The quarterfinals and relegation rounds got underway on Day 4 of the women’s U-18 World Championship with Finland and the USA resting and waiting for their semifinal opponents. Canada showed their first signs of life, albeit against a weak Slovakian squad, and Czechia proved they were not only the best team in Group B, but that they are capable of competing with Group A teams. In the fight to avoid relegation, Switzerland and Germany played the first of their best-of-three series.
Here are three stars and summaries from each game from the fourth day of the women’s U-18 World Championship:
Canada - 7 vs. Slovakia - 0
It was beyond lopsided with Canada outshooting Slovakia 65-5. The good news is, seven different scorers got on the board for Canada, and hopefully the team can take some confidence into their semi-final. Karel Prefontaine, Madison Chantler, Ava Murphy, Alyssa Regalado, and McKenna Van Gelder each had a goal and an assist. Jordan Baxter, who has been one of Canada’s most consistent threats in the tournament finally got on the board, while Emmalee Pais also scored. Perhaps the biggest surprise for Canada was the appearance of Jade Iginla who was initially ruled out for the tournament with a shoulder injury. While Slovakia was eliminated, they were the youngest team in the tournament with an average age of 16.27 years, including two 14-year-old players. They’ll have another crack at the tournament next season.
Sweden - 2 vs. Czechia - 1
Sweden was lucky to escape their quarterfinal matchup against Czechia who outshot, and at times outplayed their opponent who was heavily favored being a member of Group A. Mira Markstrom continued to drive play whenever she was on the ice assisting on goals by Nicole Hall and Jenna Raunio in the first half of the game. Hall was strong at both ends of the ice for Sweden. For Czechia, the duo of Tereza Plosova and Adela Sapovalivova remained the nation’s best players. They both have speed and puck skills, mixed with a high compete level.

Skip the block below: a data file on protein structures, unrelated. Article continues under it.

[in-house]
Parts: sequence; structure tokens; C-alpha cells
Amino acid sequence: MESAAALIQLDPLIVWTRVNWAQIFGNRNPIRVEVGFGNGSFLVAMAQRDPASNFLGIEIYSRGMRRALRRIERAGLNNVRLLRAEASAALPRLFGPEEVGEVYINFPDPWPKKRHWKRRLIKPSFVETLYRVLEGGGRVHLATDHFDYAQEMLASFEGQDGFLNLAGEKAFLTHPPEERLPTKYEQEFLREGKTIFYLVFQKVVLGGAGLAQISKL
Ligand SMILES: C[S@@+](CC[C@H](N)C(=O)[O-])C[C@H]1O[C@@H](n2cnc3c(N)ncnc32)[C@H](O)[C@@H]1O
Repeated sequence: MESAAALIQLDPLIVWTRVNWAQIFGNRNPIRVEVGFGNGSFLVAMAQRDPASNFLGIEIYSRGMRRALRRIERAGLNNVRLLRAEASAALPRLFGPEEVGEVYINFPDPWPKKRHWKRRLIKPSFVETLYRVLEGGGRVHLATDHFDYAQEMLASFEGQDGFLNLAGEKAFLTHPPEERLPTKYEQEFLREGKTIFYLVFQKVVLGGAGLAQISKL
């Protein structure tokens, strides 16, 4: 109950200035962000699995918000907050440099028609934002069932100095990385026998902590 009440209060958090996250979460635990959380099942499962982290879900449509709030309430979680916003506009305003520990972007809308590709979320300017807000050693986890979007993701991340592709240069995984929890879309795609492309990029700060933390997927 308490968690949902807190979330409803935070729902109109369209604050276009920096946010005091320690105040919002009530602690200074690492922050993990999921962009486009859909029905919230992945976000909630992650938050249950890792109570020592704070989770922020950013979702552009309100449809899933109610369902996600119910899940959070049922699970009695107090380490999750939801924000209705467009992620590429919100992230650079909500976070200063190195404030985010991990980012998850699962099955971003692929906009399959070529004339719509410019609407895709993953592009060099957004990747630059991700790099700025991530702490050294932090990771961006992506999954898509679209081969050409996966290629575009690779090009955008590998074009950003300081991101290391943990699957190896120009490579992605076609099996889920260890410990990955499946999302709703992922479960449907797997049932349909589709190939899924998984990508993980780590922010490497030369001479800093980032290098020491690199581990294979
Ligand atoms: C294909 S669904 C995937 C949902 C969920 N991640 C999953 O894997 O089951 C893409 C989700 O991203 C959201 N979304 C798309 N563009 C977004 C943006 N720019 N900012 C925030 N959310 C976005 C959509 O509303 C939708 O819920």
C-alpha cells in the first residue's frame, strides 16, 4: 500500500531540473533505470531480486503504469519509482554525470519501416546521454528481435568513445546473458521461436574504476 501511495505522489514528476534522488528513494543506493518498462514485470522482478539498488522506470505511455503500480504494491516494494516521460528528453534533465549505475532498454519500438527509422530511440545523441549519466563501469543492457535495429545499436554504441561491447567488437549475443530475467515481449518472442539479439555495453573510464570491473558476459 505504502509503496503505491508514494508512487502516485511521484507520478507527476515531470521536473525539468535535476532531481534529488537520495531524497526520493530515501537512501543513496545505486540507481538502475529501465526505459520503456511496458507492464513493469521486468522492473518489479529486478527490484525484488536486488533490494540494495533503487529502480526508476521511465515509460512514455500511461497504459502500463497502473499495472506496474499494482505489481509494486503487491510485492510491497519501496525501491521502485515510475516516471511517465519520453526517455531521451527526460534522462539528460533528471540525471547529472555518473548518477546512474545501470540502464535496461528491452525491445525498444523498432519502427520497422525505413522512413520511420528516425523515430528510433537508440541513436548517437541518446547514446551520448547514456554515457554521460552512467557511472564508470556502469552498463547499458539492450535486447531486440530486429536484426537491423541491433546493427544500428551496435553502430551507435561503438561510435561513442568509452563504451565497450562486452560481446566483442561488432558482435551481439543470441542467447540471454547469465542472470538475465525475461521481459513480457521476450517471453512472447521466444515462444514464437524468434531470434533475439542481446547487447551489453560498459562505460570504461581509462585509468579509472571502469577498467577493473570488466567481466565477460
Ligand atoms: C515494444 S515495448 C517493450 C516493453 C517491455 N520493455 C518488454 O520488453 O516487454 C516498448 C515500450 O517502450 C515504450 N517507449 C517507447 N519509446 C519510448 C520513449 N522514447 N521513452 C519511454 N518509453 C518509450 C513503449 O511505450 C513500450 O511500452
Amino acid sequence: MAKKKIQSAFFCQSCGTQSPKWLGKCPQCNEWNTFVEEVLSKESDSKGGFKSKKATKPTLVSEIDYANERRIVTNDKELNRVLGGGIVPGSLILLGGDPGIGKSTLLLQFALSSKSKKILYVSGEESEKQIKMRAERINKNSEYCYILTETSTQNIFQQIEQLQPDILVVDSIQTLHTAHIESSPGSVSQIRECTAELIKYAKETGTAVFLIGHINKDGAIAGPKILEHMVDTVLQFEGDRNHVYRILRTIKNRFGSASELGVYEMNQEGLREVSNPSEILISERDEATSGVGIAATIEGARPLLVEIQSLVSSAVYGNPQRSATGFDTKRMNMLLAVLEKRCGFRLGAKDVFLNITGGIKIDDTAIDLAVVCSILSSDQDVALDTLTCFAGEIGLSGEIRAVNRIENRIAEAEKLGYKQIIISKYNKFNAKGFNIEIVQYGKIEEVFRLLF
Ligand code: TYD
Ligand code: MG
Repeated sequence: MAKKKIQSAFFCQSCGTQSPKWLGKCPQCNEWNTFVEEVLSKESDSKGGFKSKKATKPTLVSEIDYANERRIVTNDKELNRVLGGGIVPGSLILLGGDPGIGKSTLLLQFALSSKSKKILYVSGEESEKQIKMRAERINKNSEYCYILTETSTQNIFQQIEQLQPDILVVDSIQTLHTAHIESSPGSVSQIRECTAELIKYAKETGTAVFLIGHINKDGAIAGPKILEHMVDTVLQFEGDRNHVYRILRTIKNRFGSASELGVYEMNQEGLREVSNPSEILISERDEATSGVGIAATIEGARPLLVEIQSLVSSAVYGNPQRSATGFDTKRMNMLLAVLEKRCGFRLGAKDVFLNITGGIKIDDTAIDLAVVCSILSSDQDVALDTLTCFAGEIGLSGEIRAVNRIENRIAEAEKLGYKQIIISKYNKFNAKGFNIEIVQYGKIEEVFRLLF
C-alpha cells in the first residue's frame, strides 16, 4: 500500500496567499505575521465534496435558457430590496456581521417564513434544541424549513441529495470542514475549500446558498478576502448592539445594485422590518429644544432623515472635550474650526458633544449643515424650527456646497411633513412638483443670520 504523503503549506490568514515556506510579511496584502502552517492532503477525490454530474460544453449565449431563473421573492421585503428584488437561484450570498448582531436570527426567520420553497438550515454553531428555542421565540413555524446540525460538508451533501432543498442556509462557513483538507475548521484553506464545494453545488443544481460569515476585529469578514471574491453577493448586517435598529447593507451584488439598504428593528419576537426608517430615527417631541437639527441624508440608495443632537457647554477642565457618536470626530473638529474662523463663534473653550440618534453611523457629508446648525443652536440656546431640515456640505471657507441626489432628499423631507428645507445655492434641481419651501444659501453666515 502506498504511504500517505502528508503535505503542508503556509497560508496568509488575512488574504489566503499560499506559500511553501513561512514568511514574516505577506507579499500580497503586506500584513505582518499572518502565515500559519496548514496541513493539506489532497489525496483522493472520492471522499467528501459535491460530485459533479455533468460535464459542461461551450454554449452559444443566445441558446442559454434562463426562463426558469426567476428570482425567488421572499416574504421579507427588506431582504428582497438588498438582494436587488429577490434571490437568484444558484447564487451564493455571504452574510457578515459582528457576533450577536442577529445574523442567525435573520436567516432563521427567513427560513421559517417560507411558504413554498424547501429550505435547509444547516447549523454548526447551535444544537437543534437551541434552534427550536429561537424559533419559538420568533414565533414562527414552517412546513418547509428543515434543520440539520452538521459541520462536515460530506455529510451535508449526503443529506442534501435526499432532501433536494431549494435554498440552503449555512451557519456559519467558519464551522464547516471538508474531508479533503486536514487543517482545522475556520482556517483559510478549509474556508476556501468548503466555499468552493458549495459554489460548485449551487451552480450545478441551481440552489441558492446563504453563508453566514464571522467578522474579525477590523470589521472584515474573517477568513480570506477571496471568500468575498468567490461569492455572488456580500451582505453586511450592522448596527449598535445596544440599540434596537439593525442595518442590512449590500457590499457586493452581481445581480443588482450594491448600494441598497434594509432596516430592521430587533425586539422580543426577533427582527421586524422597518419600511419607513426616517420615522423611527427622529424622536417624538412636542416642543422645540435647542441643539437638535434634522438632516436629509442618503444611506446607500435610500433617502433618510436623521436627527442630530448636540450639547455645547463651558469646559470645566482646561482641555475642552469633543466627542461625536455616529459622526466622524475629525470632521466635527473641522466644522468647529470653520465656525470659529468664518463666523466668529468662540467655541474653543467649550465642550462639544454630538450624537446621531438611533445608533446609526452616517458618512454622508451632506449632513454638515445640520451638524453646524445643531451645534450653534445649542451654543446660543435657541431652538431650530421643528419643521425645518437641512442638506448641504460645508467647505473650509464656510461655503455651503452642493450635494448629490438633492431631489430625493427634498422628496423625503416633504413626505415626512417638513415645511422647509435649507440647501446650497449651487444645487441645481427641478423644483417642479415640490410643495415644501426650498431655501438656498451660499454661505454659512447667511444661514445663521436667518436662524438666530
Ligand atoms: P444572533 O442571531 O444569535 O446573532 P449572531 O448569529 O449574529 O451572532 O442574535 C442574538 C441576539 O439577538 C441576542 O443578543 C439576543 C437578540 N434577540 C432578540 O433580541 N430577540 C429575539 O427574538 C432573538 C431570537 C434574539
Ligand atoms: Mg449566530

Switzerland - 1 vs. Germany - 0
In a flip of their preliminary round game, Switzerland held on for a 1-0 decision. The Swiss outshot Germany 30-12, with the lone goal of the game waiting until the 51st minute. Switzerland’s Naemi Herzig scored the lone goal of the game, while netminder Nadia Haener stopped the 12 shots she faced to shutout the Germans. These teams will play again Sunday.
1. Sara Swiderski, CAN - The mobile defender has been solid for Canada at both ends of the ice. When Canada is at its most effective, Swiderski is often hauling the puck out of their zone or leading the transition. The team as a whole has struggled to connect tape-to-tape, but Swiderski has been the exception. She picked up a single assist and leads all Canadian defenders in +/-. Sarah MaCeachern has been another steady presence on the blueline. She’s shown the ability to win battles and in the quarterfinal had three assists.
2. Lisa Jonsson, SWE - While Sweden’s Nicole Hall or Mira Markstrom could have been called stars, it was Lisa Jonsson who kept the Swede’s single-goal lead alive during numerous shorthanded stints. Jonsson has good rebound control, and while her counterpart, Michael Hesova, was excellent at the other end, it was Jonsson who came out with the win making 30-saves.
3. Adela Sapovalivova, CZE- No player consistently impacted the offensive chances on either side of the ice as consistently as Sapovalivova. She drew penalties, backed off Swedish defender with her speed, and showed that despite a small frame, she could compete physically for pucks. In the face-off circle, she won several important draws and picked up an assist giving her seven points in four games in the tournament.
Semifinal Schedule (June 12)
Canada vs. Finland - 3:30 PM ET
USA vs. Sweden - 7:30 PM ET